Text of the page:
KITCHENER-WATERLOO, ON, April 1, 2015 /CNW/ - Grand River Hospital will cut 15 full-time and four part-time registered nurses, a move the Ontario Nurses' Association (ONA) warns will put patient care at risk. These cuts are in addition to the 13 registered nurse positions and two nurse practitioner positions cut in the fall of 2014. That cut equated to a loss of 30,000 hours of RN and NP care for patients at the Grand River Hospital. The latest round of cuts brings the total hours of RN and NP care lost to 60,000 hours per year.
Hospitals across Ontario are in the process of cutting RN care hours for their patients in an attempt to balance their budgets, says ONA President Linda Haslam-Stroud, RN. "RNs and NPs are the last group of front-line health-care providers that any health-care facility should cut. Research has proven that RN care is vital for quality patient care, and cutting their positions is simply a false economy."
ONA is becoming increasingly concerned about the ability of hospital RNs and NPs to be able to provide safe, quality patient care as cuts continue.
"In the last couple of weeks alone, hospitals in Ottawa, Sudbury, Brockville, Newmarket and Cambridge have cut RN care," said Haslam-Stroud. "We are seeing the continuation of cuts to care that are seriously impacting our patients."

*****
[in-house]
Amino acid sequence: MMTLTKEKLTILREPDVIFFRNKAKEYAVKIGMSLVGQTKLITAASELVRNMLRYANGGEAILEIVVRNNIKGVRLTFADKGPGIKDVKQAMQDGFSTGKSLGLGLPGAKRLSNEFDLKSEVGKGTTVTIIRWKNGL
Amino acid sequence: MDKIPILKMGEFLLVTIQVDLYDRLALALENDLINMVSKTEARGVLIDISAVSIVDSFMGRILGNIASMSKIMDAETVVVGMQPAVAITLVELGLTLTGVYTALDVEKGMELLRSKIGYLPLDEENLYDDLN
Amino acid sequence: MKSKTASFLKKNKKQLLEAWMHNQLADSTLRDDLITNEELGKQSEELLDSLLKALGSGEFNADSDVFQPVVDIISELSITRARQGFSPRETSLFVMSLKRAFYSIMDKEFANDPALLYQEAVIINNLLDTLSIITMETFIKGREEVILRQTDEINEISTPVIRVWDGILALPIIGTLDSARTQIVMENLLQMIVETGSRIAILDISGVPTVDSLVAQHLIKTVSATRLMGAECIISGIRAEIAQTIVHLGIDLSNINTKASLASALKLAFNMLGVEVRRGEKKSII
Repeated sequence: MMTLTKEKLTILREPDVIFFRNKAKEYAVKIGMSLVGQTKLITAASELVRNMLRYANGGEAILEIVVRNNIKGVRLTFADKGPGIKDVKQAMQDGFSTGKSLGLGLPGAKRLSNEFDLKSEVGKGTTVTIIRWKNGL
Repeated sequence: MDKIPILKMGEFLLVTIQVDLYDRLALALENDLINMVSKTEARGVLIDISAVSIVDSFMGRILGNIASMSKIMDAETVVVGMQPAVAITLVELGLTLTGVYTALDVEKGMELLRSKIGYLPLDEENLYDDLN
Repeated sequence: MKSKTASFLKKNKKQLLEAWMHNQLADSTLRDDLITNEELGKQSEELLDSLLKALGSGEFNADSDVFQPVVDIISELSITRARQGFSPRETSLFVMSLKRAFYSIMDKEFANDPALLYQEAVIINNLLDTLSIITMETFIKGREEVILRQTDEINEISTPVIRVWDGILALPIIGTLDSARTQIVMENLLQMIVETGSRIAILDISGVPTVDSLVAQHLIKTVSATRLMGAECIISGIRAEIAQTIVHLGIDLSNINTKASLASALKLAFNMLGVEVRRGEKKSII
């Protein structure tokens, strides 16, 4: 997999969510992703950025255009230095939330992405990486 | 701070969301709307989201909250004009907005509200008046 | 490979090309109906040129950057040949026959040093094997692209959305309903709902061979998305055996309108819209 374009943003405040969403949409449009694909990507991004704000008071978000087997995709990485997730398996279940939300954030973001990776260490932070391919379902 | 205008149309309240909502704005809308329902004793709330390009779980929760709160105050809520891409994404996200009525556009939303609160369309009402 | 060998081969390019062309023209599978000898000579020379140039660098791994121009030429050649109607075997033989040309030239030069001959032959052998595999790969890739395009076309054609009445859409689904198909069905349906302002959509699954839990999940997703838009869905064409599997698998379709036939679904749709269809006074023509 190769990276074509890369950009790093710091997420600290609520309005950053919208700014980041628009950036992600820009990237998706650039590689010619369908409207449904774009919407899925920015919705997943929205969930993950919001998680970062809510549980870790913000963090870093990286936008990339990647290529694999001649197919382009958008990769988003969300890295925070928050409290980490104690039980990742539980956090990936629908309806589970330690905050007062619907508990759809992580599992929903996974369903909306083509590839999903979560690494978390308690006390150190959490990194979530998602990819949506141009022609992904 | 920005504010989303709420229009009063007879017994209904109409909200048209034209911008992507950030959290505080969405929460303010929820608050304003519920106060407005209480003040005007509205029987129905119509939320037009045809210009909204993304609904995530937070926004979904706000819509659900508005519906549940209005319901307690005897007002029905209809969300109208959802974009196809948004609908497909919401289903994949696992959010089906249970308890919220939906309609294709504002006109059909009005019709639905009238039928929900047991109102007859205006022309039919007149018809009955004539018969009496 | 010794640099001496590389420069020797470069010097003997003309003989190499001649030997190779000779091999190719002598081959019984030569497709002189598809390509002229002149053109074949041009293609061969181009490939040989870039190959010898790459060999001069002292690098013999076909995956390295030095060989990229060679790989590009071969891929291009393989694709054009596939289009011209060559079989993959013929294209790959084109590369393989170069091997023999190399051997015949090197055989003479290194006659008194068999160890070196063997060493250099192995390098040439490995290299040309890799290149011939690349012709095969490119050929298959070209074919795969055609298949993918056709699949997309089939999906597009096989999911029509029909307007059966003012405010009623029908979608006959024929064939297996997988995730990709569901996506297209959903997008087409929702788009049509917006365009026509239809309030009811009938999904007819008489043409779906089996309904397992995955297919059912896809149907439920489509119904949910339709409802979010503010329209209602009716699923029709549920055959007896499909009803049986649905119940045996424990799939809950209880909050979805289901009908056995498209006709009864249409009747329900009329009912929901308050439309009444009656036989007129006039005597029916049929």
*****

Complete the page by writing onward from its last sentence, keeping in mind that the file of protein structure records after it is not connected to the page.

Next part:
Research has shown that the risk of patients suffering from morbidity (complications) and mortality (death) rises by seven per cent each time another patient is added to an RN's workload.
"Cutting RNs puts patients at higher risk of suffering from ulcers, sepsis, bedsores, pneumonia, cardiac arrest and blood clots," said Haslam-Stroud. "Ontario already suffers from the second-worst RN-to-population ratio in all of Canada, and we seem to be in a race to the absolute bottom of the heap."
Haslam-Stroud urges the community to protest the cuts, both in Kitchener-Waterloo and across the province by sending a message to their local MPP or the Health Minister. "We need more RN and NP care, not less," she said. "It's up to each of us to fight for quality patient care."
ONA is the union representing 60,000 registered nurses and allied health professionals, as well as more than 14,000 nursing student affiliates providing care in hospitals, long-term care, the community, public health, clinics and industry.
SOURCE Ontario Nurses' Association